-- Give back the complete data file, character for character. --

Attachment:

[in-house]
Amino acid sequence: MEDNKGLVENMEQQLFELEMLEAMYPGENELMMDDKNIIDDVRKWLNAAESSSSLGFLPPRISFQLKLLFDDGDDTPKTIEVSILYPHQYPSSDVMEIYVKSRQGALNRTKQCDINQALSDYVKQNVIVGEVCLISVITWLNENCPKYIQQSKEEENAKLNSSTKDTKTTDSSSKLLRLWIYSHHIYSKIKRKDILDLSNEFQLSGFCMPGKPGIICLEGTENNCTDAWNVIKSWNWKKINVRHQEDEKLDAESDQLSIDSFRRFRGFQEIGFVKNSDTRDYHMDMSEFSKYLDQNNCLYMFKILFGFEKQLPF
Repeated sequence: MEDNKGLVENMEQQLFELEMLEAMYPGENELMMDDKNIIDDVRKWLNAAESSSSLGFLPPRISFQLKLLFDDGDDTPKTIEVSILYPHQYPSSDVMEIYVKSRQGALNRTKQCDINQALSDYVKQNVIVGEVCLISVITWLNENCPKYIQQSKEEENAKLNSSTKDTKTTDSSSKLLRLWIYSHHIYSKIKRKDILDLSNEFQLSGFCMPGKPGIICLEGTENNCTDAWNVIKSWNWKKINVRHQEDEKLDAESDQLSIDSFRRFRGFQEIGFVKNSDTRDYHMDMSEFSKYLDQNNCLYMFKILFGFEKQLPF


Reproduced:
[in-house]
Amino acid sequence: MEDNKGLVENMEQQLFELEMLEAMYPGENELMMDDKNIIDDVRKWLNAAESSSSLGFLPPRISFQLKLLFDDGDDTPKTIEVSILYPHQYPSSDVMEIYVKSRQGALNRTKQCDINQALSDYVKQNVIVGEVCLISVITWLNENCPKYIQQSKEEENAKLNSSTKDTKTTDSSSKLLRLWIYSHHIYSKIKRKDILDLSNEFQLSGFCMPGKPGIICLEGTENNCTDAWNVIKSWNWKKINVRHQEDEKLDAESDQLSIDSFRRFRGFQEIGFVKNSDTRDYHMDMSEFSKYLDQNNCLYMFKILFGFEKQLPF
Repeated sequence: MEDNKGLVENMEQQLFELEMLEAMYPGENELMMDDKNIIDDVRKWLNAAESSSSLGFLPPRISFQLKLLFDDGDDTPKTIEVSILYPHQYPSSDVMEIYVKSRQGALNRTKQCDINQALSDYVKQNVIVGEVCLISVITWLNENCPKYIQQSKEEENAKLNSSTKDTKTTDSSSKLLRLWIYSHHIYSKIKRKDILDLSNEFQLSGFCMPGKPGIICLEGTENNCTDAWNVIKSWNWKKINVRHQEDEKLDAESDQLSIDSFRRFRGFQEIGFVKNSDTRDYHMDMSEFSKYLDQNNCLYMFKILFGFEKQLPF